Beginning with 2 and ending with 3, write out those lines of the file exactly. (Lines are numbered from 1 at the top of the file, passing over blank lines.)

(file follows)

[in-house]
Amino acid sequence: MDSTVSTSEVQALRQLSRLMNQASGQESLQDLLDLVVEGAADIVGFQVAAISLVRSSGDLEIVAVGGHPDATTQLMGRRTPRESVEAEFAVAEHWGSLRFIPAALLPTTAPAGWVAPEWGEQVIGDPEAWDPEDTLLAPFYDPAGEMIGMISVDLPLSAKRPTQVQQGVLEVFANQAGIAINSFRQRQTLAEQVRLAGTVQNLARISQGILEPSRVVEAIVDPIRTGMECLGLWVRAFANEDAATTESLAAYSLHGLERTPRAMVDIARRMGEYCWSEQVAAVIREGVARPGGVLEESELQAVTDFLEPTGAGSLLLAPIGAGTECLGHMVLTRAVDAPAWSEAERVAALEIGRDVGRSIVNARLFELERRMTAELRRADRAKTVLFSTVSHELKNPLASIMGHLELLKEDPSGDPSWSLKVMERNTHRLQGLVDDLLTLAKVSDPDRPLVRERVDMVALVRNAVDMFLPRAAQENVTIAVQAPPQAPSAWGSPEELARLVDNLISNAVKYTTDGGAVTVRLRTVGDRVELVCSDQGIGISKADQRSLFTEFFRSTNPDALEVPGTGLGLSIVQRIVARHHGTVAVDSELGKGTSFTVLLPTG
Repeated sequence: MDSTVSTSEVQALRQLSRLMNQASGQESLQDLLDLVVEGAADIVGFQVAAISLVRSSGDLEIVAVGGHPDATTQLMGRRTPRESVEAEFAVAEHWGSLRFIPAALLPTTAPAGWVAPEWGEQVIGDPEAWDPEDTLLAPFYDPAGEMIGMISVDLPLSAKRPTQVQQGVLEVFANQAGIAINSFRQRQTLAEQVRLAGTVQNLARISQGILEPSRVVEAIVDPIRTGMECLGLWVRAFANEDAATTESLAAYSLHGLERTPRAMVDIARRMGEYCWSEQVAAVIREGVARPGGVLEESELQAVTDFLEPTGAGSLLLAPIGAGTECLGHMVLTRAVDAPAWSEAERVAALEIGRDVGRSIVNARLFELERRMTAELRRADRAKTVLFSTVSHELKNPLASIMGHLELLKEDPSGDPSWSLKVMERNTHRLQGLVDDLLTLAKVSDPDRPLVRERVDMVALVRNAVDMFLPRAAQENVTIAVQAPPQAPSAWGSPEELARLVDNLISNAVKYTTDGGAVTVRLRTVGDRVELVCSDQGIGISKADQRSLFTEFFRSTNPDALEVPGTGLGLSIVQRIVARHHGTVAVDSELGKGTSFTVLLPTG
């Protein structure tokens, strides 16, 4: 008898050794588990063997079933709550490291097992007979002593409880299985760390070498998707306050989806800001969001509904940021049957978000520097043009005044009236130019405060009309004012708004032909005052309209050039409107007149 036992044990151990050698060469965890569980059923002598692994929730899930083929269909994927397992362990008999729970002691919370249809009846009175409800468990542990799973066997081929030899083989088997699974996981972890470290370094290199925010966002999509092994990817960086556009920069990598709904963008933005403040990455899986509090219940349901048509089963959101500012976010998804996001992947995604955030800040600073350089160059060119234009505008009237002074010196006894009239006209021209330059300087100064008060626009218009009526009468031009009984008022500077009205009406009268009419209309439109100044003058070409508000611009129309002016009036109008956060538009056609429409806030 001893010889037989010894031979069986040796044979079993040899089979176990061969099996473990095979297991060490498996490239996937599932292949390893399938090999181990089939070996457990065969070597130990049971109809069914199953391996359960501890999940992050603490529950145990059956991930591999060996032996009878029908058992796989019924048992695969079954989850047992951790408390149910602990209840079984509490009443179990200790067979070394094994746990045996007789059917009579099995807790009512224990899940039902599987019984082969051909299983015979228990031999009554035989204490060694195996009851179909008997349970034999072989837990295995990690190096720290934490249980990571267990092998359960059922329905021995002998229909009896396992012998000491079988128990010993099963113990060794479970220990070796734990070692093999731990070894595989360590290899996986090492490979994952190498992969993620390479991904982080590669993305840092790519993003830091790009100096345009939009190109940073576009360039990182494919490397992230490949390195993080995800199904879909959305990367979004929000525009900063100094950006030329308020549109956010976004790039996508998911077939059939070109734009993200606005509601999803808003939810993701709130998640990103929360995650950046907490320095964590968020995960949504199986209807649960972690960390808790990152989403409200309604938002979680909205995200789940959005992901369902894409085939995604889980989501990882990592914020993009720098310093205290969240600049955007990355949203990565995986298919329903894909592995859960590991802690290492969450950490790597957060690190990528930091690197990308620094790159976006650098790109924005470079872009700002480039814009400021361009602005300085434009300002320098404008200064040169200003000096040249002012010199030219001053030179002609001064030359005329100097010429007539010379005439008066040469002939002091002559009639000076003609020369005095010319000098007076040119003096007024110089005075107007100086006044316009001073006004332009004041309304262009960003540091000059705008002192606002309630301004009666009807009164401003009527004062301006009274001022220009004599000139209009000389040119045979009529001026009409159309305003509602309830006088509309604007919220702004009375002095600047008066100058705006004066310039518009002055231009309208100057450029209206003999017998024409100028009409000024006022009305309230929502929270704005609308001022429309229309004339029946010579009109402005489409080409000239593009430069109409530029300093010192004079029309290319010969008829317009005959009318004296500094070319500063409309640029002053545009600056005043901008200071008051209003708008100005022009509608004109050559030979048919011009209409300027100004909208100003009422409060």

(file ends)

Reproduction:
Amino acid sequence: MDSTVSTSEVQALRQLSRLMNQASGQESLQDLLDLVVEGAADIVGFQVAAISLVRSSGDLEIVAVGGHPDATTQLMGRRTPRESVEAEFAVAEHWGSLRFIPAALLPTTAPAGWVAPEWGEQVIGDPEAWDPEDTLLAPFYDPAGEMIGMISVDLPLSAKRPTQVQQGVLEVFANQAGIAINSFRQRQTLAEQVRLAGTVQNLARISQGILEPSRVVEAIVDPIRTGMECLGLWVRAFANEDAATTESLAAYSLHGLERTPRAMVDIARRMGEYCWSEQVAAVIREGVARPGGVLEESELQAVTDFLEPTGAGSLLLAPIGAGTECLGHMVLTRAVDAPAWSEAERVAALEIGRDVGRSIVNARLFELERRMTAELRRADRAKTVLFSTVSHELKNPLASIMGHLELLKEDPSGDPSWSLKVMERNTHRLQGLVDDLLTLAKVSDPDRPLVRERVDMVALVRNAVDMFLPRAAQENVTIAVQAPPQAPSAWGSPEELARLVDNLISNAVKYTTDGGAVTVRLRTVGDRVELVCSDQGIGISKADQRSLFTEFFRSTNPDALEVPGTGLGLSIVQRIVARHHGTVAVDSELGKGTSFTVLLPTG
Repeated sequence: MDSTVSTSEVQALRQLSRLMNQASGQESLQDLLDLVVEGAADIVGFQVAAISLVRSSGDLEIVAVGGHPDATTQLMGRRTPRESVEAEFAVAEHWGSLRFIPAALLPTTAPAGWVAPEWGEQVIGDPEAWDPEDTLLAPFYDPAGEMIGMISVDLPLSAKRPTQVQQGVLEVFANQAGIAINSFRQRQTLAEQVRLAGTVQNLARISQGILEPSRVVEAIVDPIRTGMECLGLWVRAFANEDAATTESLAAYSLHGLERTPRAMVDIARRMGEYCWSEQVAAVIREGVARPGGVLEESELQAVTDFLEPTGAGSLLLAPIGAGTECLGHMVLTRAVDAPAWSEAERVAALEIGRDVGRSIVNARLFELERRMTAELRRADRAKTVLFSTVSHELKNPLASIMGHLELLKEDPSGDPSWSLKVMERNTHRLQGLVDDLLTLAKVSDPDRPLVRERVDMVALVRNAVDMFLPRAAQENVTIAVQAPPQAPSAWGSPEELARLVDNLISNAVKYTTDGGAVTVRLRTVGDRVELVCSDQGIGISKADQRSLFTEFFRSTNPDALEVPGTGLGLSIVQRIVARHHGTVAVDSELGKGTSFTVLLPTG